Julie: Yes. But even if the person with cancer isn’t demanding, it’s so common for the carer to automatically put their own needs on hold. That’s certainly what Susan found when caring for her partner Peter.
Susan: Initially because he was so ill and I thought that it probably wouldn’t be very long, it really wasn’t an issue. I just thought, well, I’ll just be his carer and I’ll look after him until he dies. And then gradually I found that I had actually really put a lot of my own care needs and health needs on hold. So I really had to reassess how I was looking after myself, even just basic things like I ended up being really overdue for a Pap smear because I just hadn’t had the opportunity or even the headspace really to think about myself very much. And one thing I had always done through all of this was still go to yoga. And I have a good group of friends at yoga and they know about Peter and they’ll always ask me how he is. And so that’s always been a really good anchor for me to hang on to my own needs. We’ve been unlucky, we had a few other big family stresses happening in all this time, and I found after all those things, I was doing it a bit tough. And so that’s when I rang and joined the carers support group, and I found that enormously supportive, just to hear other people’s stories and hear what other people are going through and how they deal with things, I find incredibly supportive and helpful. So, it was hard, it was hard to just be a carer but still look after my own needs. But now it feels manageable.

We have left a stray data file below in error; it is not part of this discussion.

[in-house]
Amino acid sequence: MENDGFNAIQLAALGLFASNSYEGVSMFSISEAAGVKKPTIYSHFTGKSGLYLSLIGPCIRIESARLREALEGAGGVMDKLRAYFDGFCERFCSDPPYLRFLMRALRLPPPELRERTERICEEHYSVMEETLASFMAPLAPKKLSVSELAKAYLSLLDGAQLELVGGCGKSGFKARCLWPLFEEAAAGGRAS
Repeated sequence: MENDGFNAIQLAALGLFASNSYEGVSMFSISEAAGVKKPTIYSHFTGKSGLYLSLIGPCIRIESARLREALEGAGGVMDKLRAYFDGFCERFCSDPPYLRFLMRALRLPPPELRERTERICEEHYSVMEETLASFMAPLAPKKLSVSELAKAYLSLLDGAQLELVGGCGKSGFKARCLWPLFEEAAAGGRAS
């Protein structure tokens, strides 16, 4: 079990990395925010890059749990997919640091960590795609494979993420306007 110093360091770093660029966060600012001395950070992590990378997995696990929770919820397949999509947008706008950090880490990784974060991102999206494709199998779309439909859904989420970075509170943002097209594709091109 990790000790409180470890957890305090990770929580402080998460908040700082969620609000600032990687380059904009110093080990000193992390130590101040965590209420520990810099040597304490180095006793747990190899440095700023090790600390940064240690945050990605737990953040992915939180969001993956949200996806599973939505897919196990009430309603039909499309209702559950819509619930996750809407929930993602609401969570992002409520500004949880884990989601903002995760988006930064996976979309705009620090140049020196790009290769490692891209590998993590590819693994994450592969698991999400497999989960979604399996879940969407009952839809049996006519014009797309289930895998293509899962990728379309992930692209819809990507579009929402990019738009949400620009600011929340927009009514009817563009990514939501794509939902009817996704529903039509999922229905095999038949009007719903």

Julie: You’re listening to The Thing About Advanced Cancer, a podcast from Cancer Council NSW. If you’re looking for more information about self-care – or to listen to more podcasts – you can visit our podcast page at cancercouncil.com.au/podcasts, just click through to The Thing About Advanced Cancer and then click through to this episode “Self-care for Carers’. And on that page you’ll find many useful links, including links to our relaxation and meditation recordings and links to apps and websites that can help you to coordinate offers of help. You can also call Cancer Council 13 11 20 to ask for free booklets or just to talk to someone about your concerns.
Julie: Now, Liz, I think it’s important to acknowledge that we don’t all come from happy families. Some people will be caring for someone they may not actually like very much or who may have even been abusive to them at times. And that has particular challenges. What would you say to that person who’s still trying, for whatever reason, to be the carer? How do they manage that sort of emotional complexity?